Archaeological finds map life and times of ancient Tamils

One of the biggest discoveries in the recent times is the Keezhadi excavation.

Chennai: If the Archaeological Survey of India (ASI) discovery of the remains of the Sangam era at Keezhadi in Sivagangai district in Tamil Nadu that could perhaps rival the Mohenja-Daro, place the state on the global civilisation map, 2017 also saw the American archaeologists - though vindicating the age-old belief of Hindus that Lord Ram had built the bridge in Rameswaram - make the state a treasure house of archaeological findings.

Also, the year saw the Tamil Nadu archaeology department unearth about 13,000 artefacts at Azhagankulam (Ramanathapuram district) clearly pointing out to the Sangam age site. Although it had previously received little attention, archaeological excavations in the past few months focused on discovering the grandeur of the past, and the rich finds help to map the life and times of the ancient Tamils.

The state archaeology department, which completed the eighth season of excavation at Azhagankulam in September unearthed about 13,000 artefacts and found evidence to show that the site could date back to Sangam age. The antiquities and vestiges obtained from the site include ivory objects, semi-precious stone beads, copper coins, silver punch-marked coins, carnelian, quartz and crystals, and they throw light on the lifestyle and socio-cultural activities of the ancient Tamils.

The broken Roman amphora jars, Mediterranean pottery, embossed Roman potsherds, copper coins, Chinese Celadon ware, rouletted ware, black, red and grey potsherds and terracotta plates obtained from the site indicate that the coastal village once functioned as an important trading post between the Pandyas and the Romans. Like Keezhadi, this site too could date back to the Sangam age.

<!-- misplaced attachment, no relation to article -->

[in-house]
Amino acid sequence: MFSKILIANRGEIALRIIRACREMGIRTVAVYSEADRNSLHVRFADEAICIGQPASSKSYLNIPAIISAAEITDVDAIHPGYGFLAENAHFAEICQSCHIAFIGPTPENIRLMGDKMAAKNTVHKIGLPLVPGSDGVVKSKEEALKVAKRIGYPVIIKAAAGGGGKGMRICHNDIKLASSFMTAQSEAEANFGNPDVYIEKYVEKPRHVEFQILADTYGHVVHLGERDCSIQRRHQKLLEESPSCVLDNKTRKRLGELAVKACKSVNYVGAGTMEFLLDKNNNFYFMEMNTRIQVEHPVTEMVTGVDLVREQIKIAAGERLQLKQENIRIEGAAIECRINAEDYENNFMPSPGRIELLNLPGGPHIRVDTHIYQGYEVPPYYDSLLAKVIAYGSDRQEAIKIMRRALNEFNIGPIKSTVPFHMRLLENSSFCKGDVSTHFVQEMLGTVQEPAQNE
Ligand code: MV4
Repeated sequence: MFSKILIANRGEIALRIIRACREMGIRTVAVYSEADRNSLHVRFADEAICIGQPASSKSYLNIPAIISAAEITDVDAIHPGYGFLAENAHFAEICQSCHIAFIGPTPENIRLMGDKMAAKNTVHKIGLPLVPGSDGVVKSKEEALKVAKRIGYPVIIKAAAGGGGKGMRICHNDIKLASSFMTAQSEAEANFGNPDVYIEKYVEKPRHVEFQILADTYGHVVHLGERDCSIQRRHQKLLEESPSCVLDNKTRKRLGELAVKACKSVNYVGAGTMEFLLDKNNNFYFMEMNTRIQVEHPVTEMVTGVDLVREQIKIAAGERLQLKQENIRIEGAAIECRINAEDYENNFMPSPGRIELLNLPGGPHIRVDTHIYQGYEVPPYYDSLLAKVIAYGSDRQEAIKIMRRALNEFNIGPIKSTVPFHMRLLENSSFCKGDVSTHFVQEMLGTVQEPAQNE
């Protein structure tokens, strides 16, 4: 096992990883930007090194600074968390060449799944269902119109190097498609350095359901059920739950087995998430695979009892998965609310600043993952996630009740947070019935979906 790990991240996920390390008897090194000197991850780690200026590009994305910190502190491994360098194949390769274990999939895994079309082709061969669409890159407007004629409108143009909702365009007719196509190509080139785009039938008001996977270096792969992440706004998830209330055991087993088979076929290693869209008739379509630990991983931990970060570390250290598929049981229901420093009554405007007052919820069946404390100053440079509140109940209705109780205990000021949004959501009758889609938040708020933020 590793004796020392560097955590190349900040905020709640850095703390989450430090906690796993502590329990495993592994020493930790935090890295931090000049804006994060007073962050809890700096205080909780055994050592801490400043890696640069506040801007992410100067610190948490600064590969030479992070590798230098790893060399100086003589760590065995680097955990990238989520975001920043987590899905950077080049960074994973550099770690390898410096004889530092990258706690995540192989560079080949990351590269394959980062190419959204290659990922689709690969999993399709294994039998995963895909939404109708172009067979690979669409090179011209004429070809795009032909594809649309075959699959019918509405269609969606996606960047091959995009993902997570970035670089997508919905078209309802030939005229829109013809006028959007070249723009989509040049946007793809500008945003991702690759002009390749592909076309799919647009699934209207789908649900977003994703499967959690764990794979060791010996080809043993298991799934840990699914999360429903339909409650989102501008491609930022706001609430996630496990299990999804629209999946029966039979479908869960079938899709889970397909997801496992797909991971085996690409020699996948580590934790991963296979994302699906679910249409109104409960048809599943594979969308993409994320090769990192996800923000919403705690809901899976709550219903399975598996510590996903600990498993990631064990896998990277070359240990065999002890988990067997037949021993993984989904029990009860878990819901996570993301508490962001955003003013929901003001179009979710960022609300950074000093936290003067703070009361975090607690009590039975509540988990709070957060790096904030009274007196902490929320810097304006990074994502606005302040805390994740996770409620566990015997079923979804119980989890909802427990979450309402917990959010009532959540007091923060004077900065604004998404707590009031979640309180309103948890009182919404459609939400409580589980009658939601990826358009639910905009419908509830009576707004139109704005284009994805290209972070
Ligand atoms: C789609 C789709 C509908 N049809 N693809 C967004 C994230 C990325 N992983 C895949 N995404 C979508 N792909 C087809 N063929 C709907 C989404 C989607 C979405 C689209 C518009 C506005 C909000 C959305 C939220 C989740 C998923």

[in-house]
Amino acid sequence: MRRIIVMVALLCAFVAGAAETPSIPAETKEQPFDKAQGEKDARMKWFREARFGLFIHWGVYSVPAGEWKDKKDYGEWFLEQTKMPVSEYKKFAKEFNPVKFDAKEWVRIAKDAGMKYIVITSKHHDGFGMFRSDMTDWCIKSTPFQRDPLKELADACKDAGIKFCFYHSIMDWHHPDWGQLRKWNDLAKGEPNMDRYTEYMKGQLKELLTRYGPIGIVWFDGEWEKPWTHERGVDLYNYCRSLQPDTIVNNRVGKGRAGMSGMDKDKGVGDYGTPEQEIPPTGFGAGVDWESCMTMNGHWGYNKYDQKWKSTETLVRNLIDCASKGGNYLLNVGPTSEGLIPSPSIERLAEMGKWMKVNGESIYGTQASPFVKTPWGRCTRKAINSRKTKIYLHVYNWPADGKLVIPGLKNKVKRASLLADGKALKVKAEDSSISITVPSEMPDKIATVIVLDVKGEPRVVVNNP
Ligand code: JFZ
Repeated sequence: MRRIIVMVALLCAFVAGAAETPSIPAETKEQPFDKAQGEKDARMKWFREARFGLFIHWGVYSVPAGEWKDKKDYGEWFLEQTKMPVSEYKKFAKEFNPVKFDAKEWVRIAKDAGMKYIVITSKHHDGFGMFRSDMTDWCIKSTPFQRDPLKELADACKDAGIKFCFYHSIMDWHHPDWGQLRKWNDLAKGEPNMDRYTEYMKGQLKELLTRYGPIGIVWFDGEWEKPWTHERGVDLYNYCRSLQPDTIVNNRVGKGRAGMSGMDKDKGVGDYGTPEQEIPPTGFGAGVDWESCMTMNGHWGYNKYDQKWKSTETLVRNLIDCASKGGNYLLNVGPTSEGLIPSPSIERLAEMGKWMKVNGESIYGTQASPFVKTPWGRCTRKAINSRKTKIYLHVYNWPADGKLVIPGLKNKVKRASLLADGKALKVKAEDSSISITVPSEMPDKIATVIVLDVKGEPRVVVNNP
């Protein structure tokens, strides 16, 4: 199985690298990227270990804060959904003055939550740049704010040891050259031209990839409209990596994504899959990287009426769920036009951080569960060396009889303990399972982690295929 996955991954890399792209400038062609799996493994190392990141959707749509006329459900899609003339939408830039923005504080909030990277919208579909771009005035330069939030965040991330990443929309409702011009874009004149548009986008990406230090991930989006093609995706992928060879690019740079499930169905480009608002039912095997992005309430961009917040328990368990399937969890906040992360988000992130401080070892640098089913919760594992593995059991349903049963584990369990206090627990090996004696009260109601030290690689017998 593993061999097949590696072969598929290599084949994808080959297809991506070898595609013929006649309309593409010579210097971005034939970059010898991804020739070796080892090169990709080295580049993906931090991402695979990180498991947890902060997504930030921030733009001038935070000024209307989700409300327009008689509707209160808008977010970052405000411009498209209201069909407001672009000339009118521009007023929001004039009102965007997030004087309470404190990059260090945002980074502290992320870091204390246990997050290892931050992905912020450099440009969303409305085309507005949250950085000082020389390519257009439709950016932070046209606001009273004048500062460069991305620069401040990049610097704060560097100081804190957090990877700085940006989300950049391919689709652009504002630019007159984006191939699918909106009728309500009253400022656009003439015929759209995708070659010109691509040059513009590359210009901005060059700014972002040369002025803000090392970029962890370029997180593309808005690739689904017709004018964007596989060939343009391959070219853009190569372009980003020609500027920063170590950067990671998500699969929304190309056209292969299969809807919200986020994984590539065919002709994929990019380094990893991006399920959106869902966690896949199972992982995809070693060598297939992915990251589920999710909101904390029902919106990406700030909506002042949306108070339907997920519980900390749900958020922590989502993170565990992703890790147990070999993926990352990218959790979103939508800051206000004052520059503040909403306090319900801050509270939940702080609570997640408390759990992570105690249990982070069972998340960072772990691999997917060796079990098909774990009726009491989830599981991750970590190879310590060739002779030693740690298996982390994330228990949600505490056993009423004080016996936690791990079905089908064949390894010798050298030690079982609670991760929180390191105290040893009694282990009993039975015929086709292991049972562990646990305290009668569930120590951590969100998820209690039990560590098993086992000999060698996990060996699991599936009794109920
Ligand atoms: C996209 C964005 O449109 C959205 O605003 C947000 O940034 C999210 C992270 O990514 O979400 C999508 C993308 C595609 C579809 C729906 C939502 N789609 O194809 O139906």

One of the biggest discoveries in the recent times is the Keezhadi excavation that points out to the ancient civilisation on the banks of Vaigai river. The carbon dating of charcoal found at the Keezhadi site in February 2017 established that this settlement belonged to 200 BC and the excavations proved urban civilisation had existed in TN since the Sangam age. The Union culture ministry had even announced that third phase excavation for a three year period would begin soon and sanctioned ' 40 lakh for the purpose.

The ASI in 2013-14, carried out explorations at 293 sites along the Vaigai river valley in Theni, Dindigul, Madurai, Sivagangai and Ramanathapuram districts but Keezhadi in Sivagangai district was chosen for excavation. The artefacts unearthed by ASI in the second phase excavation at Pallichanthai Thidal of Keezhadi pointed to an ancient civilisation. Samples sent from Keezhadi have been identified as nearly 2,200-year-old. The remains of brick homes and a deep terracotta ring well with 13 steps - indicate overwhelming evidence of a very civilised society where urban planning mattered most.

And as the year comes to an end, the most interesting conclusion on TN's rich 'living' heritage comes from the Science Channel, owned by Discovery Communications, which claims Ram Setu is not a natural formation but a man-made structure. Chelsea Rose, an American archaeologist, is seen saying: “The rocks on top of the sand actually pre-date the sand. So there is more to the story.”

( Source : Deccan Chronicle. )
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